Waiting for answers: Proposed changes to tuition remission and exchange policy have faculty and staff concerned

RYAN LOVELACE AND MARAIS JACON-DUFFY | Managing editor and news editor

Butler University’s Faculty Affairs Committee will consider the Board of Trustees’ recommendations to alter faculty and staff tuition remission and exchange benefits.

The board’s plan would deny long-standing benefits to new employees if Butler adopts the plan.

The remission program allows Butler students to have 100 percent of their tuition waived if the students’ parent or spouse has worked at Butler for at least nine months.

The exchange program allows Butler students to have 100 percent of their tuition waived if their parent or spouse worked—for at least nine months—for a member institution of the tuition exchange program in which Butler participates.

The Board of Trustees has recommended that employees’ spouses and dependents should not receive a full tuition waiver for either program until the employee has worked at Butler or a member institution for at least three years. Under the proposal, employees using tuition remission to take classes at Butler would not see their benefits change. Employees would not be able to apply for tuition exchange until they have worked three years at Butler.

“Unless there is a really compelling argument, I don’t understand it, and I don’t think it’s a good idea,” said pharmacy professor Kent VanTyle, who used the tuition remission and exchange benefits for his two daughters.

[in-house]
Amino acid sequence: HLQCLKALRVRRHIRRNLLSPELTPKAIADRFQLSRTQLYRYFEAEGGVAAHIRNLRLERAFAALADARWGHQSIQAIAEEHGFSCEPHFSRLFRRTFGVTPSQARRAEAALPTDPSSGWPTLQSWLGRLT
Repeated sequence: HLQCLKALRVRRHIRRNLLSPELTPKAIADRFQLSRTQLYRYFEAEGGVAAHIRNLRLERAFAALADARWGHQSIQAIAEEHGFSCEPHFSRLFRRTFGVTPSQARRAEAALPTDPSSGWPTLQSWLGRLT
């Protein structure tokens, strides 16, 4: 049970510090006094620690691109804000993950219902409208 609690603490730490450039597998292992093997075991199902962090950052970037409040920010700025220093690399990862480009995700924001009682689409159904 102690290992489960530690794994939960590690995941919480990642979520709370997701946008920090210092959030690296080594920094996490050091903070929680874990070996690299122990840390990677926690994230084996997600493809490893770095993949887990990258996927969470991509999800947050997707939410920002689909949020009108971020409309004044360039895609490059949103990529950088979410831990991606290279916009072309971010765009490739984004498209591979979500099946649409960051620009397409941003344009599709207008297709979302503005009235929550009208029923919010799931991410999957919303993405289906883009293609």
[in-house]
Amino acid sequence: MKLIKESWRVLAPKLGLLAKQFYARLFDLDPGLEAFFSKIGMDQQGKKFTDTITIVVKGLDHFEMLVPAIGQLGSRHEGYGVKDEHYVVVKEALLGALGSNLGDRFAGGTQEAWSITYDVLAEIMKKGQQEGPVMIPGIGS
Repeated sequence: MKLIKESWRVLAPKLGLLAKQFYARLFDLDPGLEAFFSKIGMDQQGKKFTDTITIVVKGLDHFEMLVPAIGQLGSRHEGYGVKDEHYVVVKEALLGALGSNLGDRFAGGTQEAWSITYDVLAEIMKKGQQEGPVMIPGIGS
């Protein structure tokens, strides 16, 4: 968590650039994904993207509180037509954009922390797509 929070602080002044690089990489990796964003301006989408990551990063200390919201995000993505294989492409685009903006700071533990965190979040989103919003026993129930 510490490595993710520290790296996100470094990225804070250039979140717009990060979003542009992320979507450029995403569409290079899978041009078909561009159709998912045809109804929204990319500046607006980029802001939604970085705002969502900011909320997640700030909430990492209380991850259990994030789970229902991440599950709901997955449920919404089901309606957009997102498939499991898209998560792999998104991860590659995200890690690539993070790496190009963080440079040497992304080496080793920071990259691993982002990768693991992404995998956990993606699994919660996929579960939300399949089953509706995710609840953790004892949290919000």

VanTyle said he knew he and his wife could receive benefits for their daughters’ college through the remission and exchange programs, so they spent the money that would have been for college on private K-12 schools.

“A lot of employees build these benefits into their family’s financial planning,” VanTyle said. “We certainly did. And it helped immensely with both daughters.”

Butler’s tuition remission program is older than some of the university’s freshmen.

Butler created the tuition remission policy in June 1993 and revised the plan twice as of December 2011.

The Board of Trustees then proposed new changes to the programs last December.

These recommendations would require new employees to have an employment history four times longer than the current standard in order to receive the same benefits dependents and spouses of Butler employees already receive.

Only once an employee has worked three years could they have access to the full tuition remission and exchange programs, according to the board’s recommendations.

Bruce Arick, vice president for finance and administration, presented the changes to the Faculty Senate on April 30, 2013.

Senators voted that same day to “strongly disagree” with the plan and requested that Butler wait to make a decision until this fall.

On Sept. 9, 2013, Butler faculty and staff were informed that discussion of the policy and proposed changes would not appear on the Faculty Senate agenda for Sept. 10, as was previously announced.

Butler’s faculty was also informed that the Faculty Affairs Committee is going to look over the proposed changes and policy and provide recommendations to Faculty Senate.